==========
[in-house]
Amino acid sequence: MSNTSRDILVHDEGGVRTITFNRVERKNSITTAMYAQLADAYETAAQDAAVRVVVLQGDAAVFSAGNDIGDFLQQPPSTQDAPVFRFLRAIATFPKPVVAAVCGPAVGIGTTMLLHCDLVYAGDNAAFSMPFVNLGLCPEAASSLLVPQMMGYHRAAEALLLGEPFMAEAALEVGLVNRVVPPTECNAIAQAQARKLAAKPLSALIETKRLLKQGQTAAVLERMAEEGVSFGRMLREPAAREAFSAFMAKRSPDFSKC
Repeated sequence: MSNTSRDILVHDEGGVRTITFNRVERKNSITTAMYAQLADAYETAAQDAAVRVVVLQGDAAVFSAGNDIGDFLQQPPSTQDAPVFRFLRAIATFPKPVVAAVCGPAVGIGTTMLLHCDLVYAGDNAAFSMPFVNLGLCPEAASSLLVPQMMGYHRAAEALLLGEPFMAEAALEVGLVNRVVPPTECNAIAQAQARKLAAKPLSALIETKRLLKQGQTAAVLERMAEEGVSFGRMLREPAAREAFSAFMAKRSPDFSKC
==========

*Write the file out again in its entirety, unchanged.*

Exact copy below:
[in-house]
Amino acid sequence: MSNTSRDILVHDEGGVRTITFNRVERKNSITTAMYAQLADAYETAAQDAAVRVVVLQGDAAVFSAGNDIGDFLQQPPSTQDAPVFRFLRAIATFPKPVVAAVCGPAVGIGTTMLLHCDLVYAGDNAAFSMPFVNLGLCPEAASSLLVPQMMGYHRAAEALLLGEPFMAEAALEVGLVNRVVPPTECNAIAQAQARKLAAKPLSALIETKRLLKQGQTAAVLERMAEEGVSFGRMLREPAAREAFSAFMAKRSPDFSKC
Repeated sequence: MSNTSRDILVHDEGGVRTITFNRVERKNSITTAMYAQLADAYETAAQDAAVRVVVLQGDAAVFSAGNDIGDFLQQPPSTQDAPVFRFLRAIATFPKPVVAAVCGPAVGIGTTMLLHCDLVYAGDNAAFSMPFVNLGLCPEAASSLLVPQMMGYHRAAEALLLGEPFMAEAALEVGLVNRVVPPTECNAIAQAQARKLAAKPLSALIETKRLLKQGQTAAVLERMAEEGVSFGRMLREPAAREAFSAFMAKRSPDFSKC